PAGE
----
Wednesday, April 20, 2011

Conflict And Consequences

Notice: As this is the final post in this series, why not catch up on the whole lot.
1 Writing The Dreadnought RPG
2 The Great And Terrible Engine
3 Mysteries And Machinations
4 Intrigue And Investigations

I arrived in the store at my usual early hour. In a break from tradition, I got food on the way as Claire went to a writing seminar on writing for video games in Downtown, so we didn't have dinner at home. I suppose we could have had an early dinner, but I was playing the Gears of War 3 Beta and food was not a priority.

For the final installment of the series we only had three available players. One of the missing was away on holidays and had informed me last week while the other was chipping away at a project he needed to finish. After the others arrived, there was a short discussion about the Gears of War series and Beta before we started into the big finale[1].

Skip to the end.

This week was almost entirely combat with roleplaying opportunities spread between bouts of conflict. I think I've mentioned before that combat is my weak point. I find it hard to make dice rolling exciting, which is why I tend to emphasize the roleplaying aspect of my games. But tonight worked out well. There was lots for people to do, and combat was brutal. I got to inflict a lot of damage on people, and cause quite a few Consequences.

By the end of the night the characters were all a little bloodied and beaten, the last secret of the Dreadnought remained a secret, and the various characters parted ways to continue their individual unwritten stories beyond the adventure.

One of the interesting features of this evenings game was that one of the players sent his character in a very different direction from the book, and almost got the character killed in the process. Last minute fortune kept peoples attention focused on bigger problems, but things could have been interesting. Afterwords, there was some discussion about Player versus Player conflict, and I was happy to find the while everyone was OK with the idea of it for a once-off, the upcoming campaign will not be suffering such difficulties[2].

I was glad to see that everyone enjoyed the extended combat. Next week we start the character generation for Dresden Files, and while I don't expect to be regularly dealing with combat scenarios involving the huge numbers of forces on both sides that tonight’s session included, it may well be something I might try as a "season finale", and I'm glad the players are comfortable with the idea.

After the game we all retired to a local bar that we've been enjoying after most of the sessions so far. I had to strongly resist the urge to head home and play the Beta, but I enjoy the conversations that we usually have when we're out, so I dropped my bags at home and headed out as well. This gave me an opportunity to inquire about what the players present liked and didn't like about the game. Thankfully, there was little to complain about, and the only major issue was  a lack of complete comfort with the character players were playing, something that I admitted I expected even before the game began. These were pre-generated characters, with little input for the players that were playing them. For my following campaign, the players will be creating their own characters and that shouldn't be an issue.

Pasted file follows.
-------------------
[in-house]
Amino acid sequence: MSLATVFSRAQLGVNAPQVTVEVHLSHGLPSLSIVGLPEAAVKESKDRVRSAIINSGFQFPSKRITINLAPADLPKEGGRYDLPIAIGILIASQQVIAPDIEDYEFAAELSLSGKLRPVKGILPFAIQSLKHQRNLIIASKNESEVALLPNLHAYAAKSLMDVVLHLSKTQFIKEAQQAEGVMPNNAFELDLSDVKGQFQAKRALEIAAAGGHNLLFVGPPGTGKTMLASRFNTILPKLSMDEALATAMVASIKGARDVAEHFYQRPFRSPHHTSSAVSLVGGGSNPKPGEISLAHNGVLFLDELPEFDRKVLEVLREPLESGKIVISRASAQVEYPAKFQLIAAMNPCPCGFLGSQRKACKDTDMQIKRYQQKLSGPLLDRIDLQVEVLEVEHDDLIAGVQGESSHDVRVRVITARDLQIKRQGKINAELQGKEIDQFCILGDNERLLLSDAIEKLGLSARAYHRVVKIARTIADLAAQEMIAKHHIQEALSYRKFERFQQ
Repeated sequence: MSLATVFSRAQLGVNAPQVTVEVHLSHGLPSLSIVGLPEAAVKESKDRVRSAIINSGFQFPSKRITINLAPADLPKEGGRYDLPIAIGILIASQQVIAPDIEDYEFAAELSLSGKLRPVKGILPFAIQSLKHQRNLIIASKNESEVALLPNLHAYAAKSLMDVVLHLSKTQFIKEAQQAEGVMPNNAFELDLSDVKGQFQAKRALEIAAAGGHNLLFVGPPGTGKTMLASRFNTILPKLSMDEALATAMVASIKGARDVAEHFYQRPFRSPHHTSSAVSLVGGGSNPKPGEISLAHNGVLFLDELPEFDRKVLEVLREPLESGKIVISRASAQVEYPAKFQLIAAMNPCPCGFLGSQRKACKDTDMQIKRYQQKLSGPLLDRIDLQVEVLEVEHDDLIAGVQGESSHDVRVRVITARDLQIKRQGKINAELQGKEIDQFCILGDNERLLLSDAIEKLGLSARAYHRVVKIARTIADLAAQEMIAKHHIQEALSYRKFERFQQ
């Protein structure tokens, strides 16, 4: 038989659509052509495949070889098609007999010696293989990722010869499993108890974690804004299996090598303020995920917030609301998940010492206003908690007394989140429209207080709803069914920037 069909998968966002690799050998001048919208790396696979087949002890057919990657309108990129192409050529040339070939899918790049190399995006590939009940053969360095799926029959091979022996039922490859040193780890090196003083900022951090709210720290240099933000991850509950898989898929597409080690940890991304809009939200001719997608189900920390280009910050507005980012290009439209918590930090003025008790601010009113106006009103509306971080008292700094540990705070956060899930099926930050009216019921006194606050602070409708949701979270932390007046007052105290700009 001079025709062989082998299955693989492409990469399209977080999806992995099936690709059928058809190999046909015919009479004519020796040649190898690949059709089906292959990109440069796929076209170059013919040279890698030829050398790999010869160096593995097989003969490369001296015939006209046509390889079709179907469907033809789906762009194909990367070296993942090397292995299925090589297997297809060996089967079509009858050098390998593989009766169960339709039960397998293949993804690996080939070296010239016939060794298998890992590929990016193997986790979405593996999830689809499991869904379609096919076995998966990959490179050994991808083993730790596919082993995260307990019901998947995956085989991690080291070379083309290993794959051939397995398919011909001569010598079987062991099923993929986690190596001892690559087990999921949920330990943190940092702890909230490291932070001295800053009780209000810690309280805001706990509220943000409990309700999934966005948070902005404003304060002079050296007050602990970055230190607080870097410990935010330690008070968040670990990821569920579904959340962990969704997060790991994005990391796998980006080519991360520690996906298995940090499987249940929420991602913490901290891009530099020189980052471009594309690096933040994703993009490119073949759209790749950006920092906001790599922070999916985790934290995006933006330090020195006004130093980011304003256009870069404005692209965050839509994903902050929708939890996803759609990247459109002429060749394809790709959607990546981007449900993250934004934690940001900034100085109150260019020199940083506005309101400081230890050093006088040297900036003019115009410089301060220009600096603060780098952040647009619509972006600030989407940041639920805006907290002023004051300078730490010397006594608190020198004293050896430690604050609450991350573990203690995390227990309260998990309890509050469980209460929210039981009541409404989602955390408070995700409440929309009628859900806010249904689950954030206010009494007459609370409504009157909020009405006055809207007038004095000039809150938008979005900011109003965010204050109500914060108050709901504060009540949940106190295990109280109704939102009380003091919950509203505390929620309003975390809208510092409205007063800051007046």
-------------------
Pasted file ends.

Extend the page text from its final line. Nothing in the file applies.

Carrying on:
As combat dominated the session, there wasn't as many opportunities for favourite moments, thought we did end the session on a note of hope for the characters and their world. As the session ended, one of the Player Characters turned to one of the Non-Player Characters from an opposing faction and shook hands, commenting "I hope we don't meet again before this war is over", to which the NPC replied, with the help of one of the other players at the table "I agree, and hope to see you again, soon."

Next week we meet to create the city and characters for my upcoming Dresden Files RPG. I can't wait to see what the players create. The last four weeks have been a wonderful experience for me as their GM. I can only imagine the amazing characters and world they will create themselves.

[1] Thanks to the Gears Beta, I didn't really prepare a snappy "Previously in Dreadnought", or any kind of opening in fact. So I started the game with "You all know where we stand, let's do this" and I feel the session suffered for it. I think players got into the game a lot faster the previous week and I feel we had a lot more energy from the moment the first scene began. Lesson learned: Always have a snappy opening.
[2] I realize some games work with Player versus Player conflict, but there is a reason I don't play them. PvP is something I don't enjoy, both as a GM and player. I like my party to work together as a unit. I actively discourage players from creating characters that have strongly opposing views or goals that are exclusive of each other. PvP tension is enjoyable and can really add to a game, but not all out conflict in my opinion. 

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